“Make it about the ‘we’ and not the ‘I’,” says Dr. Rachel Ross, a medical practitioner in Gary, Ind., and clinically trained sexologist. Often when women say to their partners, “I want you to get tested,” it’s misconstrued as an accusation about illness or infidelity. “If it’s ‘you, you, you’ or ‘I, I, I,’ no one goes for it, and they end up being offended,” adds Ross.
Instead, present your desire to get tested as a way to show that you both care enough about each other to learn the truth about your health, and you want all the cards on the clichéd table. Ross suggests framing the idea of getting tested as an attempt to renew, reinforce and recommit to your relationship.
3. Make it simple.
You know he’s scared, even if he will never say so. Help take the pressure off by telling him about the procedure and how much of a nonevent it was when you got tested — i.e., it was in and out and not a lot of fuss.
Ask him if he’ll go if you take care of all of the legwork: finding a testing center or making the appointment. Getting rid of the perceived hassle may inspire him to just go and get it done with.
Though it may seem like a good idea, avoid making a surprise, last-minute appointment for him and then springing it on him in the middle of your day together. He will likely find it insulting or become resentful that you are trying to control him or insinuate that he’s been unfaithful.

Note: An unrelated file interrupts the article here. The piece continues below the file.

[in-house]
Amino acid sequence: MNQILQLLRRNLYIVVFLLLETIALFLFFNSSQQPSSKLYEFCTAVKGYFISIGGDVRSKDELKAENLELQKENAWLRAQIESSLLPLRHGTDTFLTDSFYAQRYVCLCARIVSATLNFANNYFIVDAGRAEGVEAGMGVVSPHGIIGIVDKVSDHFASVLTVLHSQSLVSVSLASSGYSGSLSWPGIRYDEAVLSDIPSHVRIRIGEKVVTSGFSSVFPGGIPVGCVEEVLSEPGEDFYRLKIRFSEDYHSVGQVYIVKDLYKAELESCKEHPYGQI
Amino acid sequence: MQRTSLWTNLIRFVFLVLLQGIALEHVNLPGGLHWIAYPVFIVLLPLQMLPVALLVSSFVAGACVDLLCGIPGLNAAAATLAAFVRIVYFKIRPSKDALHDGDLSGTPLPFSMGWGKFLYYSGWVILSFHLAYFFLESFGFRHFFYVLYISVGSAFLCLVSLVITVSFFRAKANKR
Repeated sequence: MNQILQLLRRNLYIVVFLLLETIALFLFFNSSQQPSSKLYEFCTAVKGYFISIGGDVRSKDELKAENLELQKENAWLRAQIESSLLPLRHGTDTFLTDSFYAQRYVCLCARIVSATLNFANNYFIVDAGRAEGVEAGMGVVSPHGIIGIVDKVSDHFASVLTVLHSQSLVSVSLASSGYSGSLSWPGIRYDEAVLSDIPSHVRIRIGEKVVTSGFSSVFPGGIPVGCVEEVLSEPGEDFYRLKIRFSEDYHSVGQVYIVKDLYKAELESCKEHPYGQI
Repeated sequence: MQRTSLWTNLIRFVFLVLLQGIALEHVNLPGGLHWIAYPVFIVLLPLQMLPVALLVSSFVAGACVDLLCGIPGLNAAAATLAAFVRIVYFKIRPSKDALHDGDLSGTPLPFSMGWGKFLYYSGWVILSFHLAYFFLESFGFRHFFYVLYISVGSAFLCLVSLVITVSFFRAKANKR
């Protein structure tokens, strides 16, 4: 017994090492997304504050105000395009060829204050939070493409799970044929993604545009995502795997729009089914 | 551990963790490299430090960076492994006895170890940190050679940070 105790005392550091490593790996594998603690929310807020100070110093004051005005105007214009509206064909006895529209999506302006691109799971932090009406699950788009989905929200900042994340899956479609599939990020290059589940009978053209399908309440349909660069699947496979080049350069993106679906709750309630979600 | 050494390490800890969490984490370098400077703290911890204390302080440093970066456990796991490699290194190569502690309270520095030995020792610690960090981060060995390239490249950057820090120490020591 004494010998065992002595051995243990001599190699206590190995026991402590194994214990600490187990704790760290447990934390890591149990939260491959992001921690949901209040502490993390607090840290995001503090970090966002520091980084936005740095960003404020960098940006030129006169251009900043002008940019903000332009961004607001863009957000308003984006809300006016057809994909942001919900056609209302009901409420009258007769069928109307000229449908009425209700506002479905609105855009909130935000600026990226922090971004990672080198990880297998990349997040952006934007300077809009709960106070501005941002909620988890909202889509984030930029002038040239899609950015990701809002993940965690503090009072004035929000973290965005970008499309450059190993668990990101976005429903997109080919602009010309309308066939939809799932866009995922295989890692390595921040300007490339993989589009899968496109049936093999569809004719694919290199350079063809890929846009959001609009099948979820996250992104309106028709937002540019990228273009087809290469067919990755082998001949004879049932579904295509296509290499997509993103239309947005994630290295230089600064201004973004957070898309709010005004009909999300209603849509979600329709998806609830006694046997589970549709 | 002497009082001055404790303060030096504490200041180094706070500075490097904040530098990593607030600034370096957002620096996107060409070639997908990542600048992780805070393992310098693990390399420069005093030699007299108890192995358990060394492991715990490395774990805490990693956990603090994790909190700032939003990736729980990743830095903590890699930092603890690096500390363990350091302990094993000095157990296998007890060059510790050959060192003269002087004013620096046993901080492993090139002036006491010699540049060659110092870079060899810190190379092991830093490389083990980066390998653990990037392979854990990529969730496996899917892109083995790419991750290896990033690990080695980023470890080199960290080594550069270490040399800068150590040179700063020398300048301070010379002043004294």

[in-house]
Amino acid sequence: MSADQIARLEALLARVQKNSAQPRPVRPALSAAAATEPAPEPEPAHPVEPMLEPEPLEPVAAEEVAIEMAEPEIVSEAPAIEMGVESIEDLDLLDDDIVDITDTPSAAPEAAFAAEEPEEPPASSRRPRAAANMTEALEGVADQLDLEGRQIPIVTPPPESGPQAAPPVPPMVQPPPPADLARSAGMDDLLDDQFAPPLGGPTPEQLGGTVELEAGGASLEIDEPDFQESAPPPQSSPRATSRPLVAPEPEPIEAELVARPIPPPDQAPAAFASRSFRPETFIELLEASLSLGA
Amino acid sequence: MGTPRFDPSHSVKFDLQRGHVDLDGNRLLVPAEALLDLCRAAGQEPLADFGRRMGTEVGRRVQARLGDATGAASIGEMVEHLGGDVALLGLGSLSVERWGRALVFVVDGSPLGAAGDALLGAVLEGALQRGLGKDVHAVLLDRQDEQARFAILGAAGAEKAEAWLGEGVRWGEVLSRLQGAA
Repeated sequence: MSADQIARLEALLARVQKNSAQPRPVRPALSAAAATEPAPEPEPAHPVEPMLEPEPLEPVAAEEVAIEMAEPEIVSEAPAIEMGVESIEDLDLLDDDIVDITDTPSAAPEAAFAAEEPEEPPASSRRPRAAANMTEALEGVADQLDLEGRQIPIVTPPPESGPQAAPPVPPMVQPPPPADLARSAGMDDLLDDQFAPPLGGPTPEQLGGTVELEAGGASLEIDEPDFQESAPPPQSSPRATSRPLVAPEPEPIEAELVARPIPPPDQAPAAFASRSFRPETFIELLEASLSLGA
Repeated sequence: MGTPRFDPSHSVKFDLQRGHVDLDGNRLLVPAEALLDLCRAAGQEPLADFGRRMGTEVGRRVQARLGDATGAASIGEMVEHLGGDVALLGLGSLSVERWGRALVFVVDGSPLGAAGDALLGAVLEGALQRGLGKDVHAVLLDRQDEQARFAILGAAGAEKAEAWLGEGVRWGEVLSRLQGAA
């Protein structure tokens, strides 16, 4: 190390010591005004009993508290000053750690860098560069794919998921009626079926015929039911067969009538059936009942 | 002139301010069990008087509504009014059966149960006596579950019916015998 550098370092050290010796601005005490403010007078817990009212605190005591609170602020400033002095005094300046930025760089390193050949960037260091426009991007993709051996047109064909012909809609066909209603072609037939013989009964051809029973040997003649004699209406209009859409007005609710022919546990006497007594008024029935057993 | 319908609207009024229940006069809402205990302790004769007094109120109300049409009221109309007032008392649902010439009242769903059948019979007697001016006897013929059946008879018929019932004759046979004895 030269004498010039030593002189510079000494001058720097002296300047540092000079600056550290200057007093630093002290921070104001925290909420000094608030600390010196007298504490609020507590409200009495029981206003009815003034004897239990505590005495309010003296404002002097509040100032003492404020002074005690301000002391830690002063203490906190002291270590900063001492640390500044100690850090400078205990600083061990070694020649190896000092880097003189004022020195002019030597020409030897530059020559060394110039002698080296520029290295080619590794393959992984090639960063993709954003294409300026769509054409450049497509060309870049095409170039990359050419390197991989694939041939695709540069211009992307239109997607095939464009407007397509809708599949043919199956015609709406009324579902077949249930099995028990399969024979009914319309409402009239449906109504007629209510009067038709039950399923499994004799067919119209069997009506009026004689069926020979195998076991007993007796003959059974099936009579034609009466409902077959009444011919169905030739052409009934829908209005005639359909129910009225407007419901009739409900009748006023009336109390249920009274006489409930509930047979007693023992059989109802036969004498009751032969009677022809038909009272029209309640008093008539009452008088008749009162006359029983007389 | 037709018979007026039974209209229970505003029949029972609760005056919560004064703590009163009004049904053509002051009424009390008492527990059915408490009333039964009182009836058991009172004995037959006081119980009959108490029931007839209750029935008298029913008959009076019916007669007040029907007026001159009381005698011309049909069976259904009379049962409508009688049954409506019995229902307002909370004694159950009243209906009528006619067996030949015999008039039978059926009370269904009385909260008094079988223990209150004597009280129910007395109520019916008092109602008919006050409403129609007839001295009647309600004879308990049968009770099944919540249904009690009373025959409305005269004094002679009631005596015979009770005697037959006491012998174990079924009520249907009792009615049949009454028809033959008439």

4. Insist on condoms.
If you’re in a long-term monogamous relationship, chances are you don’t use condoms regularly or at all. But if you can’t be sure about your health, it’s time to bring back the latex, every time. “The partner usually gets over themselves after that,” says Ross.
Tartt suggests that women take it to the extreme and “close up shop” — i.e., refuse to have sex. “Talk is cheap, and men respond to touch or lack thereof,” says Tartt. “Do not give him an ultimatum, but choose to be abstinent until he is tested.”
Once he is, reward him for (finally) being responsible.
5. End the relationship.
If you’ve exhausted every effort and still your partner won’t get tested, you have to recognize the bottom line: For whatever reason, he is choosing to put your health and his in danger. One of the horrible choices that some women make in the name of maintaining a relationship is continuing to stay with a partner who refuses to get tested. Health is more important than having a man — yes, including your husband — especially when he has the potential to harm you.
Good luck, and be safe!
Demetria L. Lucas is a contributing editor to The Root, and the author of A Belle in Brooklyn: The Go-to Girl for Advice on Living Your Best Single Life. She answers your dating and relationship questions on The Root each week. Feel free to ask anything at firstname.lastname@example.org.